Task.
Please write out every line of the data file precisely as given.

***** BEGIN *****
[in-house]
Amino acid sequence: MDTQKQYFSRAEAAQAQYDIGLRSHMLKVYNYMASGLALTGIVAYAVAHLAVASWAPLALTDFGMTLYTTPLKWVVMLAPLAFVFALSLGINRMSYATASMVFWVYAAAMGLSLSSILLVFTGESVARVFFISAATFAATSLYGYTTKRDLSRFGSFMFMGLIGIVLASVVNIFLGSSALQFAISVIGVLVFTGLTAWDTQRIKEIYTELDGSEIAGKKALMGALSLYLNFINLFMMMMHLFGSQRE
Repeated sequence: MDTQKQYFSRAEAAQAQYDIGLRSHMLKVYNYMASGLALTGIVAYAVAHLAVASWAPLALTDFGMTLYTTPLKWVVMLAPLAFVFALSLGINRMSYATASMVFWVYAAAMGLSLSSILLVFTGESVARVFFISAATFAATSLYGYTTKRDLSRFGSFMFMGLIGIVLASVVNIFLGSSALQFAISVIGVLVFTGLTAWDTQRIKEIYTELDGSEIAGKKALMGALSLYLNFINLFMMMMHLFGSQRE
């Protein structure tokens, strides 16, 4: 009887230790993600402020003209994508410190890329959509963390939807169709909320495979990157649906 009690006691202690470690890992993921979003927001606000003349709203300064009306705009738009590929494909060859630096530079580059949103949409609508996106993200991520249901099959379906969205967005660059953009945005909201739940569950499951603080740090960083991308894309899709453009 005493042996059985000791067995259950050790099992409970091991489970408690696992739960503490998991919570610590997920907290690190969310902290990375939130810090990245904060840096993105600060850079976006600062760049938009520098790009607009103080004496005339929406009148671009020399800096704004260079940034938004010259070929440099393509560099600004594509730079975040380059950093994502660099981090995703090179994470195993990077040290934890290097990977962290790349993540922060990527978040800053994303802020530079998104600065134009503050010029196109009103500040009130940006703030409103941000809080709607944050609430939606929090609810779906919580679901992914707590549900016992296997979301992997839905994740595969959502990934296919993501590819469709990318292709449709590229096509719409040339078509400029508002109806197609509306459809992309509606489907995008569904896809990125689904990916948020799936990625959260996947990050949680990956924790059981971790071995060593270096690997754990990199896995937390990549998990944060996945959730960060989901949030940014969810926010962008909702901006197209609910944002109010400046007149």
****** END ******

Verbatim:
[in-house]
Amino acid sequence: MDTQKQYFSRAEAAQAQYDIGLRSHMLKVYNYMASGLALTGIVAYAVAHLAVASWAPLALTDFGMTLYTTPLKWVVMLAPLAFVFALSLGINRMSYATASMVFWVYAAAMGLSLSSILLVFTGESVARVFFISAATFAATSLYGYTTKRDLSRFGSFMFMGLIGIVLASVVNIFLGSSALQFAISVIGVLVFTGLTAWDTQRIKEIYTELDGSEIAGKKALMGALSLYLNFINLFMMMMHLFGSQRE
Repeated sequence: MDTQKQYFSRAEAAQAQYDIGLRSHMLKVYNYMASGLALTGIVAYAVAHLAVASWAPLALTDFGMTLYTTPLKWVVMLAPLAFVFALSLGINRMSYATASMVFWVYAAAMGLSLSSILLVFTGESVARVFFISAATFAATSLYGYTTKRDLSRFGSFMFMGLIGIVLASVVNIFLGSSALQFAISVIGVLVFTGLTAWDTQRIKEIYTELDGSEIAGKKALMGALSLYLNFINLFMMMMHLFGSQRE
């Protein structure tokens, strides 16, 4: 009887230790993600402020003209994508410190890329959509963390939807169709909320495979990157649906 009690006691202690470690890992993921979003927001606000003349709203300064009306705009738009590929494909060859630096530079580059949103949409609508996106993200991520249901099959379906969205967005660059953009945005909201739940569950499951603080740090960083991308894309899709453009 005493042996059985000791067995259950050790099992409970091991489970408690696992739960503490998991919570610590997920907290690190969310902290990375939130810090990245904060840096993105600060850079976006600062760049938009520098790009607009103080004496005339929406009148671009020399800096704004260079940034938004010259070929440099393509560099600004594509730079975040380059950093994502660099981090995703090179994470195993990077040290934890290097990977962290790349993540922060990527978040800053994303802020530079998104600065134009503050010029196109009103500040009130940006703030409103941000809080709607944050609430939606929090609810779906919580679901992914707590549900016992296997979301992997839905994740595969959502990934296919993501590819469709990318292709449709590229096509719409040339078509400029508002109806197609509306459809992309509606489907995008569904896809990125689904990916948020799936990625959260996947990050949680990956924790059981971790071995060593270096690997754990990199896995937390990549998990944060996945959730960060989901949030940014969810926010962008909702901006197209609910944002109010400046007149």